↓ Skip to main content

Mental health supported accommodation services: a systematic review of mental health and psychosocial outcomes

Overview of attention for article published in BMC Psychiatry, May 2018
Altmetric Badge

About this Attention Score

  • In the top 25% of all research outputs scored by Altmetric
  • High Attention Score compared to outputs of the same age (88th percentile)

Mentioned by

1 blog
21 tweeters
1 Facebook page


24 Dimensions

Readers on

80 Mendeley
You are seeing a free-to-access but limited selection of the activity Altmetric has collected about this research output. Click here to find out more.
Mental health supported accommodation services: a systematic review of mental health and psychosocial outcomes
Published in
BMC Psychiatry, May 2018
DOI 10.1186/s12888-018-1725-8
Pubmed ID

Peter McPherson, Joanna Krotofil, Helen Killaspy


Post-deinstitutionalisation, mental health supported accommodation services have been implemented widely. The available research evidence is heterogeneous in nature and resistant to synthesis attempts, leaving researchers and policy makers with no clear summary what works and for whom. In this context, we undertook a comprehensive systematic review of quantitative studies in order to synthesise the current evidence on mental health and psychosocial outcomes for individuals residing in mental health supported accommodation services. Using a combination of electronic database searches, hand searches, forward-backward snowballing and article recommendations from an expert panel, 115 papers were identified for review. Data extraction and quality assessments were conducted, and 33 articles were excluded due to low quality, leaving 82 papers in the final review. Variation in terminology and service characteristics made the comparison of service models unfeasible. As such, findings were presented according to the following sub-groups: 'Homeless', 'Deinstitutionalisation' and 'General Severe Mental Illness (SMI)'. Results were mixed, reflecting the heterogeneity of the supported accommodation literature, in terms of research quality, experimental design, population, service types and outcomes assessed. There is some evidence that supported accommodation is effective across a range of psychosocial outcomes. The most robust evidence supports the effectiveness of the permanent supported accommodation model for homeless SMI in generating improvements in housing retention and stability, and appropriate use of clinical services over time, and for other forms of supported accommodation for deinstitutionalised populations in reducing hospitalisation rates and improving appropriate service use. The evidence base for general SMI populations is less developed, and requires further research. A lack of high-quality experimental studies, definitional inconsistency and poor reporting continue to stymie our ability to identify effective supported accommodation models and practices. The authors recommend improved reporting standards and the prioritisation of experimental studies that compare outcomes across different service models.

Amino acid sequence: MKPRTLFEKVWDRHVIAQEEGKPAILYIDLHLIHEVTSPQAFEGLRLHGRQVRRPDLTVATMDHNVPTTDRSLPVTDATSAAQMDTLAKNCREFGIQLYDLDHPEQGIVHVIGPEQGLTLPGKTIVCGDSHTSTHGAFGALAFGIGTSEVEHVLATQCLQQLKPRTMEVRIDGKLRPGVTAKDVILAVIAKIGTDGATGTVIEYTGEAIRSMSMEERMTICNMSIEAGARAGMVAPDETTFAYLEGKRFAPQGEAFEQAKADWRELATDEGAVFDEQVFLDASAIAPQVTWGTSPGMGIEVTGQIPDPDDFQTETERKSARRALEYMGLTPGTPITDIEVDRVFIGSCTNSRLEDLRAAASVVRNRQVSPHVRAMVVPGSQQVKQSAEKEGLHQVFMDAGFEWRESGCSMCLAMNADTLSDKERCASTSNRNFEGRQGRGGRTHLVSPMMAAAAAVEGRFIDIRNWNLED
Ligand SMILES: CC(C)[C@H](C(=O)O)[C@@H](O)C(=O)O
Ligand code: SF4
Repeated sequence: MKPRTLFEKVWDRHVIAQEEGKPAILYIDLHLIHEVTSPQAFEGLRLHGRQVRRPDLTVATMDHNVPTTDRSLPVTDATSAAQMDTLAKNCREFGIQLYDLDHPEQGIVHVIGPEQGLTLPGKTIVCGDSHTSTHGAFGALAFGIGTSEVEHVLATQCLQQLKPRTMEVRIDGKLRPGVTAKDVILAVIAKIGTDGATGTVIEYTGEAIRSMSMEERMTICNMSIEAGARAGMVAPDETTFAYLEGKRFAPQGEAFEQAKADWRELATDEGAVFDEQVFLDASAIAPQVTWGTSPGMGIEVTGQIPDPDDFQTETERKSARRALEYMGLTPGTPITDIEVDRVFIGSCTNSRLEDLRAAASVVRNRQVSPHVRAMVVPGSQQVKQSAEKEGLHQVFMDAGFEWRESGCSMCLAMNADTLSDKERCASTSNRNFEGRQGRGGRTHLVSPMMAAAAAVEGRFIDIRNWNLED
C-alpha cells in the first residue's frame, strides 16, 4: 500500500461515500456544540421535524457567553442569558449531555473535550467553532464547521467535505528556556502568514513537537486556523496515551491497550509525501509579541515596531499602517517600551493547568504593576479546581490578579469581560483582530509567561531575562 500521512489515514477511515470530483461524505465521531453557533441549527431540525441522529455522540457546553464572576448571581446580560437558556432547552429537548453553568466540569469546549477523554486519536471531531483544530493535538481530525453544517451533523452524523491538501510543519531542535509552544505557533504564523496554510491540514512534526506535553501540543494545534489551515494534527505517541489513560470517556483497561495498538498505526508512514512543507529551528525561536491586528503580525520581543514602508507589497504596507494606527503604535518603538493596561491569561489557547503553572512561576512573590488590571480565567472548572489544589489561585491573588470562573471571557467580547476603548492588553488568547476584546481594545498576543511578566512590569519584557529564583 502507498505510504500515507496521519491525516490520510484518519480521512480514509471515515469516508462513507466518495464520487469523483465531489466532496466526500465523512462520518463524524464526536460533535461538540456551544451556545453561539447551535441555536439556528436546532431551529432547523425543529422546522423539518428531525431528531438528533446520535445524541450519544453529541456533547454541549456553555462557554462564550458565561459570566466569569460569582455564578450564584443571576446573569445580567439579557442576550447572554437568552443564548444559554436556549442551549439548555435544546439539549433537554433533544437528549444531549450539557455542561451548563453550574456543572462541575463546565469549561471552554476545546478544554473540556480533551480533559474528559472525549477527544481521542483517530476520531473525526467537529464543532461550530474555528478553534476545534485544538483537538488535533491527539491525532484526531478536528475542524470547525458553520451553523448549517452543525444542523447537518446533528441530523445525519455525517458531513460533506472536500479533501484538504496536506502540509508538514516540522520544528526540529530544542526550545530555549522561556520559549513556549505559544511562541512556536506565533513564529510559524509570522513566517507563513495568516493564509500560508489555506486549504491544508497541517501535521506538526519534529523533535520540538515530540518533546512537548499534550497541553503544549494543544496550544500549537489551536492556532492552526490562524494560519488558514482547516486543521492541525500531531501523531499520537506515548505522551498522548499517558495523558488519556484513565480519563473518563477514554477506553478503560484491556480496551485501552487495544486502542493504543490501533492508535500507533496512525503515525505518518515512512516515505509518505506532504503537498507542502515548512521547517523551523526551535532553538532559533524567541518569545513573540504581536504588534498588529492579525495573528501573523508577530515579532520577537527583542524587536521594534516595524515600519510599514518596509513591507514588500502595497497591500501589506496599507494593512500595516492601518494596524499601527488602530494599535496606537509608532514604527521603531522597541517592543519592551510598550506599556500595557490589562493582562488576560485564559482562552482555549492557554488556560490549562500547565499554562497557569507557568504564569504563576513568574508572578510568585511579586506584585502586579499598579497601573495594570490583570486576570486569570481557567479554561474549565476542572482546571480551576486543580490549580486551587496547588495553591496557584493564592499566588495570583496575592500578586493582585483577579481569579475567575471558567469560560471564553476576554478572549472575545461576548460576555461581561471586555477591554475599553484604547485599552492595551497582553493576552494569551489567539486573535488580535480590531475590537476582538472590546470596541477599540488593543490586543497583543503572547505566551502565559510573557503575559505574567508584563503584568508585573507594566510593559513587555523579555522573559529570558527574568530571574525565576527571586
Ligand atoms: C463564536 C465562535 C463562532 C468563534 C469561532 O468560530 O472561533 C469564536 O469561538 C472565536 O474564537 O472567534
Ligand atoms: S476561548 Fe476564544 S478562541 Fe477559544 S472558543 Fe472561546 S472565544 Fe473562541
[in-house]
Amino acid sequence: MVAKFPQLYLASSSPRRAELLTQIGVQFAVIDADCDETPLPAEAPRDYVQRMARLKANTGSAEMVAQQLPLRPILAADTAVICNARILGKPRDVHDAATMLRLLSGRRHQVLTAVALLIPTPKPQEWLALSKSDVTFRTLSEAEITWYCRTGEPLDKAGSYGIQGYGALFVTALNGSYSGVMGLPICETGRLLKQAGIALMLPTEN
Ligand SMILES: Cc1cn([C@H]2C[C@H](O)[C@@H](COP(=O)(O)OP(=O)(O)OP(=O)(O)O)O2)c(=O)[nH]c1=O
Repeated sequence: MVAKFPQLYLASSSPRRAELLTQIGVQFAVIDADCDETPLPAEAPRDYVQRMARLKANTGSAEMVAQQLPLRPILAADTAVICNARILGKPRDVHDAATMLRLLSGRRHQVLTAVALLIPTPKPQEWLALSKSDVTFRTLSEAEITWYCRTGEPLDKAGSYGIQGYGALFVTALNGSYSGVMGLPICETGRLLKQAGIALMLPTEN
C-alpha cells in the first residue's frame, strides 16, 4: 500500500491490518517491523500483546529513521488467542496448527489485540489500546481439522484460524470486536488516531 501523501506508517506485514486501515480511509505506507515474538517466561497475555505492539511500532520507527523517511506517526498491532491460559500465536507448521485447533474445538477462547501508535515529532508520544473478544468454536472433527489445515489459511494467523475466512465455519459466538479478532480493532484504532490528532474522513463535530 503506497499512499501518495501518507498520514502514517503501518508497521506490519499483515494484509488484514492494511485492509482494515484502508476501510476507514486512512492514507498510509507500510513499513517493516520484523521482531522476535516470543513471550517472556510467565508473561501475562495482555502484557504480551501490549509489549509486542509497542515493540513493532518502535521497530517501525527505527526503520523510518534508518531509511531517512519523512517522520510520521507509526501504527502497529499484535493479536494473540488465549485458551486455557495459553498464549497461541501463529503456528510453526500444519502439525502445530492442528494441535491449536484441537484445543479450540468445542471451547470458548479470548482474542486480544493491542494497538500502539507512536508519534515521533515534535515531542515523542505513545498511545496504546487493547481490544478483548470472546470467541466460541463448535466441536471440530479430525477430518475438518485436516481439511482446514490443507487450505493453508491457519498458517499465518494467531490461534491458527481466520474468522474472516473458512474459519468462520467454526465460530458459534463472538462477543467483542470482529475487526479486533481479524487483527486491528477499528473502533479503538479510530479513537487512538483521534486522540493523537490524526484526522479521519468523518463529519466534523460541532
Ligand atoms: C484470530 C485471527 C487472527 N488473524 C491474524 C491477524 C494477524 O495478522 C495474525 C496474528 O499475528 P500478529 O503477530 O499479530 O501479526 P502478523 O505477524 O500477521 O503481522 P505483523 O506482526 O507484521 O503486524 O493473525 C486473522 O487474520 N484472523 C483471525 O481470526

Twitter Demographics

The data shown below were collected from the profiles of 21 tweeters who shared this research output. Click here to find out more about how the information was compiled.

Mendeley readers

The data shown below were compiled from readership statistics for 80 Mendeley readers of this research output. Click here to see the associated Mendeley record.

Geographical breakdown

Country Count As %
Unknown 80 100%

Demographic breakdown

Readers by professional status Count As %
Researcher 10 13%
Student > Bachelor 9 11%
Student > Master 9 11%
Student > Ph. D. Student 9 11%
Other 7 9%
Other 19 24%
Unknown 17 21%
Readers by discipline Count As %
Psychology 13 16%
Medicine and Dentistry 9 11%
Social Sciences 7 9%
Nursing and Health Professions 6 8%
Unspecified 5 6%
Other 21 26%
Unknown 19 24%

Attention Score in Context

This research output has an Altmetric Attention Score of 20. This is our high-level measure of the quality and quantity of online attention that it has received. This Attention Score, as well as the ranking and number of research outputs shown below, was calculated when the research output was last mentioned on 28 February 2019.
All research outputs
of 17,368,632 outputs
Outputs from BMC Psychiatry
of 3,752 outputs
Outputs of similar age
of 286,464 outputs
Outputs of similar age from BMC Psychiatry
of 1 outputs
Altmetric has tracked 17,368,632 research outputs across all sources so far. Compared to these this one has done particularly well and is in the 93rd percentile: it's in the top 10% of all research outputs ever tracked by Altmetric.
So far Altmetric has tracked 3,752 research outputs from this source. They typically receive a lot more attention than average, with a mean Attention Score of 10.9. This one has done well, scoring higher than 89% of its peers.
Older research outputs will score higher simply because they've had more time to accumulate mentions. To account for age we can compare this Altmetric Attention Score to the 286,464 tracked outputs that were published within six weeks on either side of this one in any source. This one has done well, scoring higher than 88% of its contemporaries.
We're also able to compare this research output to 1 others from the same source and published within six weeks on either side of this one. This one has scored higher than all of them